Image-based Infrastructure Inspection Using AI
Expressways are an integral part of social infrastructure. In Japan, they comprise a large number of bridges, tunnels, and other concrete structures, and Canon’s AI-backed image-based infrastructure inspection service has just started operations in their maintenance.
The expressway network facilitates the daily flow of people and goods, and is a mainstay of the economy and industry. Inspections, therefore, are indispensable for ensuring its safe, secure and comfortable use.
Canon’s image-based infrastructure inspection service is poised to play a crucial role in checking the bridges, tunnels, and other concrete structures on the expressways.
As Japan is surrounded by the sea with numerous mountains and rivers, its expressways have many more bridges and tunnels compared with those of other countries. The expressway network covers a total length of approximately 9,600 kilometers* and contains around 16,700 concrete bridges and 1,680 tunnels. Most of them were constructed from around the 1960s, and about 50% of the total number have been in service for more than 30 years. To ensure that they can be used safely, inspection and repair works must be carried out without oversights.
Cracks are one of the criteria used for diagnosing the soundness of concrete structures. These structures, even old ones, can be structurally sound if there are very few cracks, while new ones may not be so if many cracks are found. The length and width of the cracks as well as where they are located also determine the overall impact on the structure, hence, comprehensive evaluation by an inspection engineer is required.
With new construction projects and road-widening works taking place on the expressways of Japan, structures that require inspection will continue to increase. Currently, there are a sufficient number of inspection engineers to maintain the safety of the expressways. However, Japan’s declining birthrate and aging population means that it may face a shortage of such engineers in the future. Not only so, there are also differences in the inspection skills and decision making of individual engineers that need to be attended to. To ensure that structural soundness can be analyzed appropriately, there is a growing need to make use of digital technology to quantify the degree of defect and enable more advanced and efficient diagnosis.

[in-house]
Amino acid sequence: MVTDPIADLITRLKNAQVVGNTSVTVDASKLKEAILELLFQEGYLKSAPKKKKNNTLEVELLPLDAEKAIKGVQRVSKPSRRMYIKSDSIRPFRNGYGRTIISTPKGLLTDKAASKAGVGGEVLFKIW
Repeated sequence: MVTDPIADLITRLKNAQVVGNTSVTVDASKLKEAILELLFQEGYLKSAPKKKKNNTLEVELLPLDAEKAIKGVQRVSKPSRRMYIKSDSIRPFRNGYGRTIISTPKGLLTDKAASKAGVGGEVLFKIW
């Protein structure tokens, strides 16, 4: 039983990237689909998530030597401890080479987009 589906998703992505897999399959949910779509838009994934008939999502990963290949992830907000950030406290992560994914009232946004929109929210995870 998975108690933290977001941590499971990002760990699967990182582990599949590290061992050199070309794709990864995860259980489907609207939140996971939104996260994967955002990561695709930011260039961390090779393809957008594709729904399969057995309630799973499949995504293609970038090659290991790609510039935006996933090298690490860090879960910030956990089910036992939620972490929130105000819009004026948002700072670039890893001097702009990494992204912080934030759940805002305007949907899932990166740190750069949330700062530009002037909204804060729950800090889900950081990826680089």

Nippon Expressway Research Institute Company Limited (NEXCO RI)
Masakazu Honda, Division Chief, Maintenance Management and Promotion Division, Infrastructure Development Department
Nippon Expressway Research Institute Company Limited (NEXCO RI) provides high-level and efficient research, studies, technological development and support to the three NEXCO companies that construct, manage and operate the expressway network in Japan.
In the past, the mainstream approach for inspection works involved the engineer visually checking the structure and drawing a sketch of the detected defect. However, in recent years, image-based inspection, which uses photographs taken at the inspection site, is increasingly being adopted. While advancements in image resolution have allowed fine cracks to be identified, they have also led inspection engineers to spend significantly more time at the desk checking images.
It was against this backdrop that NEXCO RI conducted research and studies aimed at developing more advanced and efficient inspection techniques, and what caught their attention was Canon’s “Inspection EYE for Infrastructure” image-based infrastructure inspection service, which utilizes deep learning (Artificial intelligence, AI). Masakazu Honda, Division Chief of the Maintenance Management and Promotion Division, Infrastructure Development Department at NEXCO RI, describes Canon’s AI system as follows.
“It offers a very high level of detection accuracy. An example is the continuity of cracks. While some AI systems detect individual cracks in a piecemeal fashion, Canon’s AI system offers a level of precision that is close to visual checks by inspection engineers, such as detecting successive cracks as one single crack. Not only that, Canon’s AI system might also be capable of detecting peeling, efflorescence*, rebar exposure and other such defects.”